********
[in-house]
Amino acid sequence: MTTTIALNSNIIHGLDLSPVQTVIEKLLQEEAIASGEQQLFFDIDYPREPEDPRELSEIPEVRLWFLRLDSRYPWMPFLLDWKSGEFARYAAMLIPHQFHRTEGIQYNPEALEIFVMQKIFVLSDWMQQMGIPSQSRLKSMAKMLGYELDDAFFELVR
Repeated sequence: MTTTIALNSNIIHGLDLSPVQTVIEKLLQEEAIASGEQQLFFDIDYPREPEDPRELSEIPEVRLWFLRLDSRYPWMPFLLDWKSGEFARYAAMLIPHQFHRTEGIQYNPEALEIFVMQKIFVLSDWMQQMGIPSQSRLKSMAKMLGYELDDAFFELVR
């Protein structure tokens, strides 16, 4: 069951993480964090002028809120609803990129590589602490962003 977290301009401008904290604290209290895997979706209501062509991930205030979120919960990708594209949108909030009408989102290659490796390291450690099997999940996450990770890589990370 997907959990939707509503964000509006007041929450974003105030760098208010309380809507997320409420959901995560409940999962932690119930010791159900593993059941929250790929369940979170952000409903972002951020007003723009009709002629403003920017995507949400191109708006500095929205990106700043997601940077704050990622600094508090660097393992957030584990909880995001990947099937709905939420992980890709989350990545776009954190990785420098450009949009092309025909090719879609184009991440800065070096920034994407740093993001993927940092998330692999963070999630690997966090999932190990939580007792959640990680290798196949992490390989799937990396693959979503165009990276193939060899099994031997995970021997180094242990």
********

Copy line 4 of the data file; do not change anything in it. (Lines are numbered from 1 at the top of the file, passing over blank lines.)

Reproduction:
């Protein structure tokens, strides 16, 4: 069951993480964090002028809120609803990129590589602490962003 977290301009401008904290604290209290895997979706209501062509991930205030979120919960990708594209949108909030009408989102290659490796390291450690099997999940996450990770890589990370 997907959990939707509503964000509006007041929450974003105030760098208010309380809507997320409420959901995560409940999962932690119930010791159900593993059941929250790929369940979170952000409903972002951020007003723009009709002629403003920017995507949400191109708006500095929205990106700043997601940077704050990622600094508090660097393992957030584990909880995001990947099937709905939420992980890709989350990545776009954190990785420098450009949009092309025909090719879609184009991440800065070096920034994407740093993001993927940092998330692999963070999630690997966090999932190990939580007792959640990680290798196949992490390989799937990396693959979503165009990276193939060899099994031997995970021997180094242990």